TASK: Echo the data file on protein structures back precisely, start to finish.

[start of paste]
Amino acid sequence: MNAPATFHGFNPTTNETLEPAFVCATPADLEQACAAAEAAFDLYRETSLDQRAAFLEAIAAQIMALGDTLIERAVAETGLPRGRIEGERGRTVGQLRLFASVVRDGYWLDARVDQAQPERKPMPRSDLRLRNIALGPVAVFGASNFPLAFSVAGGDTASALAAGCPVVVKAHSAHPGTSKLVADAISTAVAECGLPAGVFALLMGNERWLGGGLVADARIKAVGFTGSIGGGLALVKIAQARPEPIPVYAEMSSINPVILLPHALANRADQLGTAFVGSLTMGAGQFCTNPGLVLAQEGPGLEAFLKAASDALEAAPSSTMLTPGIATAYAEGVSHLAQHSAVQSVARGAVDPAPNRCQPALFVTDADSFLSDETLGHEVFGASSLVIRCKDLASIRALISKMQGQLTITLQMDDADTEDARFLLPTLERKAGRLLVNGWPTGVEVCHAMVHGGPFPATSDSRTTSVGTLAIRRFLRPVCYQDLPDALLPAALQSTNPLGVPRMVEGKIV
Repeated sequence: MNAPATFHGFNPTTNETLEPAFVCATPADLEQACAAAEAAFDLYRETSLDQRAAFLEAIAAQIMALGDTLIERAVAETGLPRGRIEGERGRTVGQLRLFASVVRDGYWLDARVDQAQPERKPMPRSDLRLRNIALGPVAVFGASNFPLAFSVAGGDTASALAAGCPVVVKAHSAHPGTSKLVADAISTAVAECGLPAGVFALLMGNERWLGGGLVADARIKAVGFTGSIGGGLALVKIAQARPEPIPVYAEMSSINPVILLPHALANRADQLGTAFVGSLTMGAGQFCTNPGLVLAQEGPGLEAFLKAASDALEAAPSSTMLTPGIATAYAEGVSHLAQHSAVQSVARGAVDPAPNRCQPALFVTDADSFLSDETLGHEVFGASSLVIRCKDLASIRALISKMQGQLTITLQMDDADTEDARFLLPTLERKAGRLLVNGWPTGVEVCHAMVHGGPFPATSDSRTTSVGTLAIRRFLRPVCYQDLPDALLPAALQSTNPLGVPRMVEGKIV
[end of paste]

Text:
Amino acid sequence: MNAPATFHGFNPTTNETLEPAFVCATPADLEQACAAAEAAFDLYRETSLDQRAAFLEAIAAQIMALGDTLIERAVAETGLPRGRIEGERGRTVGQLRLFASVVRDGYWLDARVDQAQPERKPMPRSDLRLRNIALGPVAVFGASNFPLAFSVAGGDTASALAAGCPVVVKAHSAHPGTSKLVADAISTAVAECGLPAGVFALLMGNERWLGGGLVADARIKAVGFTGSIGGGLALVKIAQARPEPIPVYAEMSSINPVILLPHALANRADQLGTAFVGSLTMGAGQFCTNPGLVLAQEGPGLEAFLKAASDALEAAPSSTMLTPGIATAYAEGVSHLAQHSAVQSVARGAVDPAPNRCQPALFVTDADSFLSDETLGHEVFGASSLVIRCKDLASIRALISKMQGQLTITLQMDDADTEDARFLLPTLERKAGRLLVNGWPTGVEVCHAMVHGGPFPATSDSRTTSVGTLAIRRFLRPVCYQDLPDALLPAALQSTNPLGVPRMVEGKIV
Repeated sequence: MNAPATFHGFNPTTNETLEPAFVCATPADLEQACAAAEAAFDLYRETSLDQRAAFLEAIAAQIMALGDTLIERAVAETGLPRGRIEGERGRTVGQLRLFASVVRDGYWLDARVDQAQPERKPMPRSDLRLRNIALGPVAVFGASNFPLAFSVAGGDTASALAAGCPVVVKAHSAHPGTSKLVADAISTAVAECGLPAGVFALLMGNERWLGGGLVADARIKAVGFTGSIGGGLALVKIAQARPEPIPVYAEMSSINPVILLPHALANRADQLGTAFVGSLTMGAGQFCTNPGLVLAQEGPGLEAFLKAASDALEAAPSSTMLTPGIATAYAEGVSHLAQHSAVQSVARGAVDPAPNRCQPALFVTDADSFLSDETLGHEVFGASSLVIRCKDLASIRALISKMQGQLTITLQMDDADTEDARFLLPTLERKAGRLLVNGWPTGVEVCHAMVHGGPFPATSDSRTTSVGTLAIRRFLRPVCYQDLPDALLPAALQSTNPLGVPRMVEGKIV